Compare any two graphics cards:
GeForce GT 220 GDDR3 vs GeForce GT 430
IntroThe GeForce GT 220 GDDR3 comes with a GPU core clock speed of 625 MHz, and the 512 MB of GDDR3 RAM is set to run at 1012 MHz through a 128-bit bus. It also features 48 SPUs, 16 Texture Address Units, and 8 Raster Operation Units.
Compare that to the GeForce GT 430, which comes with clock speeds of 700 MHz on the GPU, and 900 MHz on the 512 MB of GDDR3 memory. It features 96 SPUs along with 16 Texture Address Units and 4 Rasterization Operator Units.
Power Usage and Theoretical Benchmarks
Power Consumption (Max TDP)
Theoretically, the GeForce GT 220 GDDR3 should perform a bit faster than the GeForce GT 430 overall. (explain)
Texel RateThe GeForce GT 430 should be a little bit (more or less 12%) faster with regards to texture filtering than the GeForce GT 220 GDDR3. (explain)
Pixel RateThe GeForce GT 220 GDDR3 is a lot (approximately 79%) more effective at FSAA than the GeForce GT 430, and should be capable of handling higher screen resolutions more effectively. (explain)
Please note that the above 'benchmarks' are all just theoretical - the results were calculated based on the card's specifications, and real-world performance may (and probably will) vary at least a bit.
Please note that the price comparisons are based on search keywords - sometimes it might show cards with very similar names that are not exactly the same as the one chosen in the comparison. We do try to filter out the wrong results as best we can, though.
Memory Bandwidth: Bandwidth is the maximum amount of information (measured in megabytes per second) that can be transported past the external memory interface in a second. It's calculated by multiplying the bus width by its memory speed. In the case of DDR memory, it should be multiplied by 2 once again. If it uses DDR5, multiply by ANOTHER 2x. The better the bandwidth is, the better the card will be in general. It especially helps with AA, High Dynamic Range and higher screen resolutions.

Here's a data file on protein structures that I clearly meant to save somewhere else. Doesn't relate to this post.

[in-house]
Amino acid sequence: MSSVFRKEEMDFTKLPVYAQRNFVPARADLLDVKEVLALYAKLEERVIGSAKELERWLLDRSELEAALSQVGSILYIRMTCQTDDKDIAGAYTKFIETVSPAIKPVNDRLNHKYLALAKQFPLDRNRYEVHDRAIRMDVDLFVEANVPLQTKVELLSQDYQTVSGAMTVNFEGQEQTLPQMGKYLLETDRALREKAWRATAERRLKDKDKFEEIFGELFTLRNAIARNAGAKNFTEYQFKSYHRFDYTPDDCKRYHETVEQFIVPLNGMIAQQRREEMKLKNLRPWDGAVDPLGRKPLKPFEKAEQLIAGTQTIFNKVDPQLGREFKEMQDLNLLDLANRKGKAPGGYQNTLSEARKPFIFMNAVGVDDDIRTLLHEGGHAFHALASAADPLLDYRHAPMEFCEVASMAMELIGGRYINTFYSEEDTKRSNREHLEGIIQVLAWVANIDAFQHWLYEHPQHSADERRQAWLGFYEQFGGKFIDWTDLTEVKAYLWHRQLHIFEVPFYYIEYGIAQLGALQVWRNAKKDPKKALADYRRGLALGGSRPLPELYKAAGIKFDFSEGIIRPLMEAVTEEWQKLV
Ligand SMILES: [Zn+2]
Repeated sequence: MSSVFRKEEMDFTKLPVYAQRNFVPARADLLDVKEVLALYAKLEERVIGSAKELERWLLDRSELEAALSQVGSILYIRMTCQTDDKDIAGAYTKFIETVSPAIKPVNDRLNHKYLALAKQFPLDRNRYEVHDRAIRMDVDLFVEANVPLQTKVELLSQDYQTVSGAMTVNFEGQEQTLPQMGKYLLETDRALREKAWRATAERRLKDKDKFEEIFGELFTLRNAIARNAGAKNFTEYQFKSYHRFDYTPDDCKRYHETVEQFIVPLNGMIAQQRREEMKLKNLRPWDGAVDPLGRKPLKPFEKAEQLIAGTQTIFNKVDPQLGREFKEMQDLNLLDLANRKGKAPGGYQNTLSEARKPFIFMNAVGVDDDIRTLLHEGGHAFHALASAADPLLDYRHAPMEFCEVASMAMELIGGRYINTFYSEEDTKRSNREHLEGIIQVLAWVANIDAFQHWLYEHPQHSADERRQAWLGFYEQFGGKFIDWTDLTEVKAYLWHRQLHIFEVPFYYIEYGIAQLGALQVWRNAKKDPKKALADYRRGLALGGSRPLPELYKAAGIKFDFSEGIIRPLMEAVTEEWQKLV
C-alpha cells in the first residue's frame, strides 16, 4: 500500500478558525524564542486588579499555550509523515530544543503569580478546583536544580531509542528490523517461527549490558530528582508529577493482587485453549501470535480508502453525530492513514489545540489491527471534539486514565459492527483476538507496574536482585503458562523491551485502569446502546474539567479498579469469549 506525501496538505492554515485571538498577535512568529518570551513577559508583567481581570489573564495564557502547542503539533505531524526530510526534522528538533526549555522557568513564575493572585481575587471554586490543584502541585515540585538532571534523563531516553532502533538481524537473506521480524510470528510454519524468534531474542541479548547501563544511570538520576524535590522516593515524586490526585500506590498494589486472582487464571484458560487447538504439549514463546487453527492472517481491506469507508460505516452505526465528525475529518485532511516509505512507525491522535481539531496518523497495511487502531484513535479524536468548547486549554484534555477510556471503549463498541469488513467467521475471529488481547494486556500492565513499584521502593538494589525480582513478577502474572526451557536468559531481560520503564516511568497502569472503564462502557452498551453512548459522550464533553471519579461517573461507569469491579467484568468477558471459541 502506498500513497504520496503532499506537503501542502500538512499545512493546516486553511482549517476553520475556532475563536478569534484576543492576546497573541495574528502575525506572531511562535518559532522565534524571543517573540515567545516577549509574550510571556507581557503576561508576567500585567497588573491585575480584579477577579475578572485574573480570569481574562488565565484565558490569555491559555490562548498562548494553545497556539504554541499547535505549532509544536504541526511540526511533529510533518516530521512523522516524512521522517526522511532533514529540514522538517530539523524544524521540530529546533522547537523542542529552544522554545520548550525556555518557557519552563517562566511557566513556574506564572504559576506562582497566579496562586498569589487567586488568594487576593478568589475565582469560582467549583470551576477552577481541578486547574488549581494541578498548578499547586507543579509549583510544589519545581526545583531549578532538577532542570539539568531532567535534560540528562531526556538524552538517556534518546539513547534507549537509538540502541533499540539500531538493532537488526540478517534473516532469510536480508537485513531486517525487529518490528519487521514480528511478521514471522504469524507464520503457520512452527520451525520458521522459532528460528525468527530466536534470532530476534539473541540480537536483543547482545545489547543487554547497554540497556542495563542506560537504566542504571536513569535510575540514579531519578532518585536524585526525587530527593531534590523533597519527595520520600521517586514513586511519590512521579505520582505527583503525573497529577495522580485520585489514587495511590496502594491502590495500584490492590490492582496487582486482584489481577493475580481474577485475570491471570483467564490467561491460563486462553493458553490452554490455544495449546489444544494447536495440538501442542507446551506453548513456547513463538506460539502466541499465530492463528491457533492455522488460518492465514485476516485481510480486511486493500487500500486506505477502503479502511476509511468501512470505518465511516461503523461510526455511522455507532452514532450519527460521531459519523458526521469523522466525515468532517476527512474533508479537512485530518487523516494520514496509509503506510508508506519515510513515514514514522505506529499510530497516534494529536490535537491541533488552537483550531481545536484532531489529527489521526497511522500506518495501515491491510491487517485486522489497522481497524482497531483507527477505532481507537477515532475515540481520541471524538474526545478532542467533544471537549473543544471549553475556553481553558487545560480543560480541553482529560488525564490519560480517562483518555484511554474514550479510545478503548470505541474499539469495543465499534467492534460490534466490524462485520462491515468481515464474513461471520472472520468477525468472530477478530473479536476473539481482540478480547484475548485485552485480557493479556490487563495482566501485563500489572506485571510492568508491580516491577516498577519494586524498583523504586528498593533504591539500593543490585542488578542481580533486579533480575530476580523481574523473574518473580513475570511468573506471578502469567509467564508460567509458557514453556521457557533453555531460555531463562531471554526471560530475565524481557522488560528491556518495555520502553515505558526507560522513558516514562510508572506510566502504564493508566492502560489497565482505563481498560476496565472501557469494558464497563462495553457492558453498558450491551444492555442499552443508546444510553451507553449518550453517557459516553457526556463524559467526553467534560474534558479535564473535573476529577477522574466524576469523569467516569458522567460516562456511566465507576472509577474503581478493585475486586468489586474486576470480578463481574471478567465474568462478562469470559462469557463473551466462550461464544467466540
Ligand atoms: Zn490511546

Texel Rate: Texel rate is the maximum number of texture map elements (texels) that are processed per second. This figure is calculated by multiplying the total number of texture units of the card by the core speed of the chip. The higher the texel rate, the better the card will be at texture filtering (anisotropic filtering - AF). It is measured in millions of texels in one second.
Pixel Rate: Pixel rate is the most pixels that the graphics card could possibly record to the local memory in one second - measured in millions of pixels per second. The figure is worked out by multiplying the number of Render Output Units by the the core clock speed. ROPs (Raster Operations Pipelines - also called Render Output Units) are responsible for outputting the pixels (image) to the screen. The actual pixel fill rate is also dependant on lots of other factors, most notably the memory bandwidth of the card - the lower the memory bandwidth is, the lower the potential to get to the maximum fill rate.